Hey Folks! We’re back with Part Deux of the “How Chiropractic will change your life” Saga. The last post ended with quite the cliffhanger – What are the far reaching effects of stress and how is Chiro involved with it?
You may remember in a previous post I mentioned that movement and pain are competitive inhibitors, meaning one cancels the other out. The slightly more complicated version of this idea is that painful things (repetitive motions/poor posture) are always sent to the brain, but only some are ultimately perceived as pain (like face-planting off a BMX). What DOES happen before the realization of pain is the stress response, which you may know as the fight/flight response. So while sitting in a chair writing a blog post will fire up some nociception (pain) from my spine, the “pain” isn’t a conscious event. Without chiropractic adjustments, subluxations continue to reduce the movement signal being sent to the brain and increase the painful/stress signal being sent. This wouldn’t be a problem, except that all these stressors and the chronic stress response they set up in your body is a cumulative thing. So eventually you end up feeling pain from trivial stimuli that normally wouldn’t be perceived as painful (some researchers/scientists believe this may be involved in the development of fibromyalgia).
The stress response affects the nervous input to your brain and the effect is the brain then doesn’t know how to optimally respond to its’ environment. This results in changes in your bodies many balancing acts (blood pressure/cardiac output, hormone production, everything, etc.), emotions (ever feel more relaxed or more energized after an adjustment?), visceral function (better breathing, digestion, etc.) as well as the more obvious changes in movement, muscle tone and posture (notice good posture is less work after an adjustment?).
You may have heard the stress response being explained with this analogy:
You’re out in the wild, and you’ve been there 100 times before and you’re going down to the stream to get some water, you check out your surroundings and everything is great. You dip your hands into the water but hear something and quickly turn around and there is a tiger about 15 feet away from you in full sprint/attack mode. You don’t take the time to consider whether or not it’s actually planning on running past you because it’s just REALLY thirsty. Your body reacts and you either try to fight it (and get mauled to death) or you run for your life (and probably, you get mauled to death – tigers are fast). But what happens inside of you during all of this? The stress response.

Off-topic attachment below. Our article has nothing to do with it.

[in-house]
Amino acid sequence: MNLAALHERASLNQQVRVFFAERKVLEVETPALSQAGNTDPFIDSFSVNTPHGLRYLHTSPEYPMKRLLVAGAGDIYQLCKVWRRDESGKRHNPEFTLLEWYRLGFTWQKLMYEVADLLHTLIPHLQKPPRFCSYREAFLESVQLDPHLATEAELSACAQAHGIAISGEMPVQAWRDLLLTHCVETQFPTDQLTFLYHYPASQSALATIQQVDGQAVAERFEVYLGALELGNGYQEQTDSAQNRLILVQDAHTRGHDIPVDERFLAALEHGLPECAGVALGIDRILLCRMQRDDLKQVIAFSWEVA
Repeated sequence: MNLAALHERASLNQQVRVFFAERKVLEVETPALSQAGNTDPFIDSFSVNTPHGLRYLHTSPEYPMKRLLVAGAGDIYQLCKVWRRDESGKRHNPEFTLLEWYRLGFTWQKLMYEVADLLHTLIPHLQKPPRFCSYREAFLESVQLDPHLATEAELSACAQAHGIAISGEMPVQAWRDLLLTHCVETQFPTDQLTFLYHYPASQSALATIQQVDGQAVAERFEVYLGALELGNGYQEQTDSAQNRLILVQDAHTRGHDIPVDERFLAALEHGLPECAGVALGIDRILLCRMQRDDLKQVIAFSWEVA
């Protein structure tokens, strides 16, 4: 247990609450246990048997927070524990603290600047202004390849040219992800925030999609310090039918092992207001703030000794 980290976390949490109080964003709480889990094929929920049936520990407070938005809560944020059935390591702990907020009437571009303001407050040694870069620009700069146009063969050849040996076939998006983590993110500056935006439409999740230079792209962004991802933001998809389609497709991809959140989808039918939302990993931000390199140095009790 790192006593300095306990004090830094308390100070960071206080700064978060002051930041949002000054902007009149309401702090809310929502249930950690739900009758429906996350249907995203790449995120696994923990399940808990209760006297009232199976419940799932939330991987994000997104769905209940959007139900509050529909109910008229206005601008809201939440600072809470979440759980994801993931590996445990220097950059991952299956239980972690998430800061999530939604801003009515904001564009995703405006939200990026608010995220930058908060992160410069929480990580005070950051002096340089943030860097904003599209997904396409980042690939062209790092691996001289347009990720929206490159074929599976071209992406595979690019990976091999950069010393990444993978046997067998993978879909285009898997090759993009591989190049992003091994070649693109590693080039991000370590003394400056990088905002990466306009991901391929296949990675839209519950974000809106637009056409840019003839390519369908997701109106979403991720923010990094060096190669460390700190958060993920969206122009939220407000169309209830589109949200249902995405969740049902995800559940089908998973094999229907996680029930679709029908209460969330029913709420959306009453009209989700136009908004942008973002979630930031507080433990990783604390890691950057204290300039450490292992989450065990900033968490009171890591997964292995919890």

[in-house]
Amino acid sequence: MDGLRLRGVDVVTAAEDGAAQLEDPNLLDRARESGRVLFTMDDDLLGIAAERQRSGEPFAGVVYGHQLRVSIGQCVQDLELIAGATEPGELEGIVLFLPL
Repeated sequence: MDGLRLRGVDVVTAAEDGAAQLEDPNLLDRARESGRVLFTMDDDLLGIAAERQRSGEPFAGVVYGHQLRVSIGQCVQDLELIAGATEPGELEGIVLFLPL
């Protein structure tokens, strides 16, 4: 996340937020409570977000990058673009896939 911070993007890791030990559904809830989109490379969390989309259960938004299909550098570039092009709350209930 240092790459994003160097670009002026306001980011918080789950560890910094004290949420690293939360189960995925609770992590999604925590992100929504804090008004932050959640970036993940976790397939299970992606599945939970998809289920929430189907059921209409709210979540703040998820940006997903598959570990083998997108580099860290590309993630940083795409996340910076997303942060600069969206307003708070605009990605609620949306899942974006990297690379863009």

If you’re like me in 2nd year Biology, that’s just about all you remember about it. So now let’s talk about what actually happens during the stress response. Every process that will increase the available energy to your muscles (catabolic processes) happens (blood flow to your organs slows [vasoconstriction], blood flow to your muscles increases [vasodilation], heart rate increases) and everything your body does that you don’t necessarily NEED at this very moment (anabolic processes) is decreased (Sex glands, sex drive, digestion, growth/repair, immunity). This is intelligent as we probably aren’t worried about our sex performance when being mauled to death is imminent. The other thing that happens is that our awareness is increased (so we can see where to run away to, any possible weapons nearby, etc.) at the expense of concentration (sounds like ADHD, doesn’t it? – maybe these kids are stressed out!). We don’t need to learn the stress response while fleeing, so we don’t.
So, as you can imagine, people who are chronically stressed (be it from subluxation, poor diet or mental stress) may be the same people suffering from: High blood pressure, decreased fertility, decreased libido, IBS, indigestion, colds/flu/chronic bronchitis, poor recovery from sickness OR workouts, poor concentration. Your body creates the stress response so that you can change your environment. As modern humans our problem is that many of us expose ourselves to this environment EVERYDAY.
Now then, you now have a pretty good idea (probably better than many healthcare professionals) about why the stress response is bad. You’ve got a good idea about its’ far reaching effects (no sex drive? No thank you!) and later this week, you’ll get a good idea about how to reduce it/resolve these problems (although you’ve probably got a good idea what I’m going to hint at!)
Dr. Adam Ball